In a business traditionally built on partnerships and cooperation, Dell Computer (Nasdaq: DELL) seems bent on making more enemies than friends of late.
In July, Hewlett-Packard (NYSE: HPQ) terminated a four-year reseller agreement with Dell that reportedly brought HP as much as US$100 million per year in revenue. The companies, which have long been rivals in the personal computer market, parted ways after word leaked that Dell intended to make and sell its own line of printers and other peripheral devices.
Earlier this month, Dell lost another longtime partner when Cisco Systems (Nasdaq: CSCO) announced that effective in October, Dell no longer would be authorized to sell Cisco data switches. Like HP, Cisco acted after Dell announced plans to offer similar products under its own brand name.
Is Dell taking a page from the Microsoft (Nasdaq: MSFT) handbook — one that eventually will see it standing alone?
What lies behind Dell’s expansion is no secret. Because PC sales remain sluggish, the company needs to launch new product lines to keep revenue from falling off too steeply. Add to that a self-proclaimed goal of doubling revenue to $60 billion within five years, and you have a recipe for aggressive expansion.
But are Dell’s latest moves part of a larger strategy that will see the company shunning partnerships in the long run? Dell spokesperson Mary Fad told the E-Commerce Times that the decisions to terminate the reseller agreements were made by HP and Cisco, respectively, not by Dell.
In Cisco’s case, she said that even after Dell rolls out its own line of servers — which has not yet formally taken place — there will be little direct competition with the networking giant at first. “We’ve announced that we’re about to launch some initiatives, and you’re seeing the reactions,” Fad said.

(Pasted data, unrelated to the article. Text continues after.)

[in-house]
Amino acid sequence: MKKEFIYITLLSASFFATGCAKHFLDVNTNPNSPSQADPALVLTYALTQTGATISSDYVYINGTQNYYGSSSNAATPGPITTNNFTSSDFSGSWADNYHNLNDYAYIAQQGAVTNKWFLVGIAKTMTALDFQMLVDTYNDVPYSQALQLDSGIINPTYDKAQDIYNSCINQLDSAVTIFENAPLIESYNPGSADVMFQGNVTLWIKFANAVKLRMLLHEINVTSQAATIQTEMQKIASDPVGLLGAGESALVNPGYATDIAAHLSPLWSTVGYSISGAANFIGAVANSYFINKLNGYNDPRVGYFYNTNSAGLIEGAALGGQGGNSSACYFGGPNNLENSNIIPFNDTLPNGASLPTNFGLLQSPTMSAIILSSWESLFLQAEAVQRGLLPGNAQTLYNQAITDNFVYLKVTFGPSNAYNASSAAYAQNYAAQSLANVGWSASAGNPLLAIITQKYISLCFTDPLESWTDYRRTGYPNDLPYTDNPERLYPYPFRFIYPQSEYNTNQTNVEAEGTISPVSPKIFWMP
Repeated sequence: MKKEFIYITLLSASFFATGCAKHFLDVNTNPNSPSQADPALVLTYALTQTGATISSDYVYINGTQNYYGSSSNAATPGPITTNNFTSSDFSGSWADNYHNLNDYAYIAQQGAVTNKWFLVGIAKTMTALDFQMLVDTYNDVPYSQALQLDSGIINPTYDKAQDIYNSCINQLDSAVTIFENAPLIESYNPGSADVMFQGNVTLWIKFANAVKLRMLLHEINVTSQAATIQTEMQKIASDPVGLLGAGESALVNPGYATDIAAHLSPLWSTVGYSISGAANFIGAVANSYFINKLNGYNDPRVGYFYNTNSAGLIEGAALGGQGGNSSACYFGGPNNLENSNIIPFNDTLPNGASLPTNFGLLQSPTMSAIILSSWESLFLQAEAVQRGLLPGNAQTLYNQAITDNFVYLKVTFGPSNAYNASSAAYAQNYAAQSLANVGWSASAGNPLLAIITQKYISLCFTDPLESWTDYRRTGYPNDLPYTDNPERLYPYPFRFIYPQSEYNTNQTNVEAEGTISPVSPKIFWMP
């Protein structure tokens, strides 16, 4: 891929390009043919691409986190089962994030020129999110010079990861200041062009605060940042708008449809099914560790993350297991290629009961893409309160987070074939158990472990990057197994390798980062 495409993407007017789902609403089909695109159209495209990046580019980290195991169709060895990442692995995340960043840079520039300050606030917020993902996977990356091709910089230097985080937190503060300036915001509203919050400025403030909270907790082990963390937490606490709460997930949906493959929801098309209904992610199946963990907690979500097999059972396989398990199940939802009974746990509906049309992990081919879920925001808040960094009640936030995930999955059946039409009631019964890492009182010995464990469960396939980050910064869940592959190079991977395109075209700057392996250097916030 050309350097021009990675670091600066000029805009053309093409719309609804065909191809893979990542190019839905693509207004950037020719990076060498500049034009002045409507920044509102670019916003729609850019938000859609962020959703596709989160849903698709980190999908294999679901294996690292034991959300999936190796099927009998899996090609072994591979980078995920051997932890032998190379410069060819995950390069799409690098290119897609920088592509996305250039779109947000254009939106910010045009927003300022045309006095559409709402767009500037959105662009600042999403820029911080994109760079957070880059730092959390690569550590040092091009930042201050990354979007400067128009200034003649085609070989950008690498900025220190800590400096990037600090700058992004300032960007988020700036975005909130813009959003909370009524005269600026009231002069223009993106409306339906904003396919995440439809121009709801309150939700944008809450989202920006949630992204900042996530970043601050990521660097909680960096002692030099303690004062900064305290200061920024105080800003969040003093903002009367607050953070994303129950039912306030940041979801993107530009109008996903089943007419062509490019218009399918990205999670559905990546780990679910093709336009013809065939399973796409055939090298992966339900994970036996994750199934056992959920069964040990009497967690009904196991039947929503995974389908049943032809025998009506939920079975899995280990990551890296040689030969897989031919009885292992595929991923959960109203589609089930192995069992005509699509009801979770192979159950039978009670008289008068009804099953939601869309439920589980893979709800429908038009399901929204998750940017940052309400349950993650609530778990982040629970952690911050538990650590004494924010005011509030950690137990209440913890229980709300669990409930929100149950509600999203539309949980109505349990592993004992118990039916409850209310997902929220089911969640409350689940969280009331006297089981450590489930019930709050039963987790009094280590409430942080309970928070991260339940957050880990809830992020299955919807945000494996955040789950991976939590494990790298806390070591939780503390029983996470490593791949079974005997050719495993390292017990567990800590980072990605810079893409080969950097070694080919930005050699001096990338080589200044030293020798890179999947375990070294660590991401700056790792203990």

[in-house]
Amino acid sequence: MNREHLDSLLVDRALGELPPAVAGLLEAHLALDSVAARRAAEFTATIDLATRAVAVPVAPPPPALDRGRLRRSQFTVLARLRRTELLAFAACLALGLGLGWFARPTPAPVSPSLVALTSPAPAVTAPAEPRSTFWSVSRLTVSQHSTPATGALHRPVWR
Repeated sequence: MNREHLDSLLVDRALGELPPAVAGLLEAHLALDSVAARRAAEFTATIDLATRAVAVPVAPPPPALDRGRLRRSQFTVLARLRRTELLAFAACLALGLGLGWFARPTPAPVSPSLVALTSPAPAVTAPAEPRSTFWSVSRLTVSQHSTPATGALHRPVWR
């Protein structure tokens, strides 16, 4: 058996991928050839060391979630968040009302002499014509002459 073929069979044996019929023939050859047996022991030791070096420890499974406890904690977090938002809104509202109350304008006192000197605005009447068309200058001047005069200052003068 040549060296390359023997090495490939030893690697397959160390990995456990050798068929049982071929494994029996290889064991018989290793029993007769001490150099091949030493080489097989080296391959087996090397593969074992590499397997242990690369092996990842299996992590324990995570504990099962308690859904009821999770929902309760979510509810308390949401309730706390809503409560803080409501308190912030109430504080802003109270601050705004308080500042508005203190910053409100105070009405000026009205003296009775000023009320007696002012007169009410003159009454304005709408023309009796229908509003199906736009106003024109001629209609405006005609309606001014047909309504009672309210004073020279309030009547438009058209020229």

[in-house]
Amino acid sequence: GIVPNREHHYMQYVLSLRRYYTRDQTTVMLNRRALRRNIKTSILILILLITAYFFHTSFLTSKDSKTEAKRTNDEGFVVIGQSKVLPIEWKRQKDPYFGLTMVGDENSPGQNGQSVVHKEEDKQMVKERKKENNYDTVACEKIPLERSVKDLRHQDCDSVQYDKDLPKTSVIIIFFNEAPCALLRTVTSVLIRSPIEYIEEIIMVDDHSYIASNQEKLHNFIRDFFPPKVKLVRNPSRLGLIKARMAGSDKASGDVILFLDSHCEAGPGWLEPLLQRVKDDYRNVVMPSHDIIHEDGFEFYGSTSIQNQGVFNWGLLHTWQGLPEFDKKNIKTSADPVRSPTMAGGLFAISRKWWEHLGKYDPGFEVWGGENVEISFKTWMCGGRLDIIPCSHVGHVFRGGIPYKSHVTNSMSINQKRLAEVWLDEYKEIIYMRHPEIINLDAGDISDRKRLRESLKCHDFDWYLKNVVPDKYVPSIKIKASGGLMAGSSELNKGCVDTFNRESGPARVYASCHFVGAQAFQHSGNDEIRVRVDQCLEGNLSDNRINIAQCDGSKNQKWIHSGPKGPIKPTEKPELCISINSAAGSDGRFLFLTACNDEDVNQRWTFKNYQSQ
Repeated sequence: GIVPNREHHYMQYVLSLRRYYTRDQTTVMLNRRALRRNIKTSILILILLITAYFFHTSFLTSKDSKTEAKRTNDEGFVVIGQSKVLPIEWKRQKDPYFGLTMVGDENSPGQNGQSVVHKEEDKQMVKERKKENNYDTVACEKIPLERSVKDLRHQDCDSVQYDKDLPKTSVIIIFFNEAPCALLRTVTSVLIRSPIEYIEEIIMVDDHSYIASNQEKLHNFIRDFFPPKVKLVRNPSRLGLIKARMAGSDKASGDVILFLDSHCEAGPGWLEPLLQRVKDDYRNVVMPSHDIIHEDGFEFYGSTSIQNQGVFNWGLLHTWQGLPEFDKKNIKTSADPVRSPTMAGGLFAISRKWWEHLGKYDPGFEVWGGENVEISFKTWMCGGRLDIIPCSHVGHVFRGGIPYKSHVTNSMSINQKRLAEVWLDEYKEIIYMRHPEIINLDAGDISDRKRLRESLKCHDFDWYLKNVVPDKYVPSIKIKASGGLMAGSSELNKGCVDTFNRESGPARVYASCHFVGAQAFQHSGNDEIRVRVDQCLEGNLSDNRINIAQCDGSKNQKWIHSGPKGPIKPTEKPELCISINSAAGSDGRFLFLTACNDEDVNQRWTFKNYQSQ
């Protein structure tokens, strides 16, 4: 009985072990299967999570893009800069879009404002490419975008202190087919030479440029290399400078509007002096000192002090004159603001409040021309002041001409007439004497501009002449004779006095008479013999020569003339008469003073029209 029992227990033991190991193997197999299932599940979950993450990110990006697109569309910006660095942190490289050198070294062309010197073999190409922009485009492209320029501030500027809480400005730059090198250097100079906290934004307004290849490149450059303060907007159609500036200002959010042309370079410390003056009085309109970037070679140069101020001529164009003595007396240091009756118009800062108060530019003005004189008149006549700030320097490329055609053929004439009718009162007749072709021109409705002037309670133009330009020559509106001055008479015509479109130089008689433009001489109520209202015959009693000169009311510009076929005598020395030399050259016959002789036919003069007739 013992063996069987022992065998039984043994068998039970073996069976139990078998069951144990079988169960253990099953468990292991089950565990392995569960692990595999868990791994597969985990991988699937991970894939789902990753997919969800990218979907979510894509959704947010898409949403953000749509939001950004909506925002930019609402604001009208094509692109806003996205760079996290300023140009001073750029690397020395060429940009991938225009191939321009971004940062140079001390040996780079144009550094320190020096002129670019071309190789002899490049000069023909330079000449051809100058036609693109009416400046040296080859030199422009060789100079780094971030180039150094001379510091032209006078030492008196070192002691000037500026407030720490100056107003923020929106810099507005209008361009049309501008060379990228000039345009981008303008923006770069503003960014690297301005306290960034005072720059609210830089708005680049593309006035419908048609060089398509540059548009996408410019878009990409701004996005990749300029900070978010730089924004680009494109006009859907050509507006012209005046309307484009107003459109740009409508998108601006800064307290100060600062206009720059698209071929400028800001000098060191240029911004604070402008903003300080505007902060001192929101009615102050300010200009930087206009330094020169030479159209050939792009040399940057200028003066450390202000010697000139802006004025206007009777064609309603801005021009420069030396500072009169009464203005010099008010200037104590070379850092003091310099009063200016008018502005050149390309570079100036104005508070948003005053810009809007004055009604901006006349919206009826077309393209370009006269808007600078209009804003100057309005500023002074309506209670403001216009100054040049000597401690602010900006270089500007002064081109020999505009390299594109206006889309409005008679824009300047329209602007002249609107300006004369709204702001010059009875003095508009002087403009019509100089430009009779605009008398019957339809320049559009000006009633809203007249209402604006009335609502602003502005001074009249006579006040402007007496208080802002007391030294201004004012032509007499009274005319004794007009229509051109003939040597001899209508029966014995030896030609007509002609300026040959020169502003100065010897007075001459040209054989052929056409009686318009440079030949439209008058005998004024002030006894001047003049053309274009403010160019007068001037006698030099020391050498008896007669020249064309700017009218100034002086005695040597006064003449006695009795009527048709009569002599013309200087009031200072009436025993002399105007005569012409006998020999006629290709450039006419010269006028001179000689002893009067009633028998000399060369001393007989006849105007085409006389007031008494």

If nothing else, analysts and observers noted, Dell’s timing seems to indicate a desire for not just market share, but outright market dominance. The company appears to be using its relative strength to strike while other PC makers are struggling amid the long-term economic slowdown.
But Dell is also adapting to the realities of the marketplace, Aberdeen Group analyst George Peabody told the E-Commerce Times. Printers and peripherals are profitable business lines that Dell can use to gain market share and boost its bottom line.
“Given where Dell is situated, it makes sense for it to go after more business from those customers it is already selling to,” Peabody said.
Meanwhile, focusing more on in-house product lines, Dell can offer another feature that customers are definitely interested in given today’s economic environment: lower prices.
IDC analyst Jason D. Smolek said that Dell’s ability to bundle and lower prices will make it a formidable competitor going forward in both the enterprise and consumer markets, where it is hoping to gain from the misfortunes of competitors like Gateway.
However, Smolek said, “It will take time to see if a strategy is really being played out and even longer to see if it will work.”